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Olympics hampers Tracy's sponsor search
the Thrill from West Hill
Paul Tracy
When the Olympic torch finally reaches Vancouver next month, Paul Tracy will assume his role as Captain Canada, cheering every time this country's athletes hit the ice or snow in search of gold.

But excuse him if he wishes the event could have been held when the economy wasn't in the dumpster.

"Right now I am beating the bushes looking for more sponsorship to try to run as many of the IZOD IndyCar Series races as I can," Tracy said Sunday. "We have our deal (with American insurance giant Geico) for the Indy 500 set and we are in serious talks (with Honda Canada) to come back with us for the Honda Indy Toronto and the Rexall Edmonton Indy." 

It is the rest of the IndyCar 17- race calendar that has him working overtime trying to lure corporate bean counters to the sides of his No. 3 KV Racing Technology Honda-powered Dallara.

And that's where the Vancouver Games is throwing up road blocks.

"Most of the big sports spenders have allocated the biggest part of their budgets to the Olympics this year," Tracy said. "That doesn't leave much on the table for a guy like me who is looking for a couple of million to go racing."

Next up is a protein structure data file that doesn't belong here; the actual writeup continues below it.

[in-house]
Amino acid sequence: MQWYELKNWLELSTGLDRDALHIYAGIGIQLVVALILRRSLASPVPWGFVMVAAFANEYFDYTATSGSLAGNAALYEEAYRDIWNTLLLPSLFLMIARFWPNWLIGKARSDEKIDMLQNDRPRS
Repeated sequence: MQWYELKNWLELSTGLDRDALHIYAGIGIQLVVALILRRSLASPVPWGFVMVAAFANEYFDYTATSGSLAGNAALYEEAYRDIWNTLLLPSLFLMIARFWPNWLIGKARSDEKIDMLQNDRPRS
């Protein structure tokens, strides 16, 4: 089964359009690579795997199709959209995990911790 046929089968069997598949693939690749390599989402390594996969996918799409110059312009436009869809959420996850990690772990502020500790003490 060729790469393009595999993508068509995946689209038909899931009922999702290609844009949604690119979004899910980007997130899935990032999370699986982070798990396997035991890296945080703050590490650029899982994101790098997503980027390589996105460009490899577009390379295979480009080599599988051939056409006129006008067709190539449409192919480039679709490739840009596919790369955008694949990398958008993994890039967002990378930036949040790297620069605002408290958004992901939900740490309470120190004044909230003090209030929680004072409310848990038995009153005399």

Twin that with a still very stagnant economy and Tracy often feels as if he is trying to scale Mount Everest every time he gets a meeting with potential sponsors.

"Don't get me wrong. I am really fortunate to have a company like Geico and Honda Canada behind me but that only takes care of Indianapolis, the two Canadian races and maybe one or two leading up to Toronto," he said. "But the whole North American economy is still stuck in first gear."

The 40-year-old Scarborough native would like to think that there is a light at the end of the tunnel and hopes it's not just another train heading for a wreck.

"It's worse in the U.S. than it is here, and it's bad here," he said. "Everyone thought when Barack Obama got elected things would turn around overnight but that hasn't happened."

But ever the optimist, Tracy said he is counting on his winning record -- he is the winningest racer still active in the sport -- will turn enough heads to allow him to make a run at another open-wheel crown.

Tracy, the 2003 Champ Car World Series champion, was in town Sunday to help kick off the 50th anniversary of racing at Mosport International Raceway.  Toronto Sun

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